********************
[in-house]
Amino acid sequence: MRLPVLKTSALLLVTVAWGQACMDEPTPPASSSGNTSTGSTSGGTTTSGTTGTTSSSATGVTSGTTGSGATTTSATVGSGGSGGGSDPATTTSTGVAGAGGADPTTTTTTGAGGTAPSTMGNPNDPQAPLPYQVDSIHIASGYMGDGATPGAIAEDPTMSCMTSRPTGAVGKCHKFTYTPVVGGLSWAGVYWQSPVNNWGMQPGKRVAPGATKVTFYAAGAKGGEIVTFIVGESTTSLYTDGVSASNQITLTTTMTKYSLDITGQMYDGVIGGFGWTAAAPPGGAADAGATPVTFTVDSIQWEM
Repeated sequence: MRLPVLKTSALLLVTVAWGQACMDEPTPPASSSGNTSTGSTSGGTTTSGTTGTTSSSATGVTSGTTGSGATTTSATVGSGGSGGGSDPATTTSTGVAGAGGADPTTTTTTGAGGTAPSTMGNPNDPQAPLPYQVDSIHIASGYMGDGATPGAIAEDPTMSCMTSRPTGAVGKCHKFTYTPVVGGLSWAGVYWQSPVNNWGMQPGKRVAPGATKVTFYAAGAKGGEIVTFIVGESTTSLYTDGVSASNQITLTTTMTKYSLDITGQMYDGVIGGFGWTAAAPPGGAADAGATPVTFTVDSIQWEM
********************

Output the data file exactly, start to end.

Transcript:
[in-house]
Amino acid sequence: MRLPVLKTSALLLVTVAWGQACMDEPTPPASSSGNTSTGSTSGGTTTSGTTGTTSSSATGVTSGTTGSGATTTSATVGSGGSGGGSDPATTTSTGVAGAGGADPTTTTTTGAGGTAPSTMGNPNDPQAPLPYQVDSIHIASGYMGDGATPGAIAEDPTMSCMTSRPTGAVGKCHKFTYTPVVGGLSWAGVYWQSPVNNWGMQPGKRVAPGATKVTFYAAGAKGGEIVTFIVGESTTSLYTDGVSASNQITLTTTMTKYSLDITGQMYDGVIGGFGWTAAAPPGGAADAGATPVTFTVDSIQWEM
Repeated sequence: MRLPVLKTSALLLVTVAWGQACMDEPTPPASSSGNTSTGSTSGGTTTSGTTGTTSSSATGVTSGTTGSGATTTSATVGSGGSGGGSDPATTTSTGVAGAGGADPTTTTTTGAGGTAPSTMGNPNDPQAPLPYQVDSIHIASGYMGDGATPGAIAEDPTMSCMTSRPTGAVGKCHKFTYTPVVGGLSWAGVYWQSPVNNWGMQPGKRVAPGATKVTFYAAGAKGGEIVTFIVGESTTSLYTDGVSASNQITLTTTMTKYSLDITGQMYDGVIGGFGWTAAAPPGGAADAGATPVTFTVDSIQWEM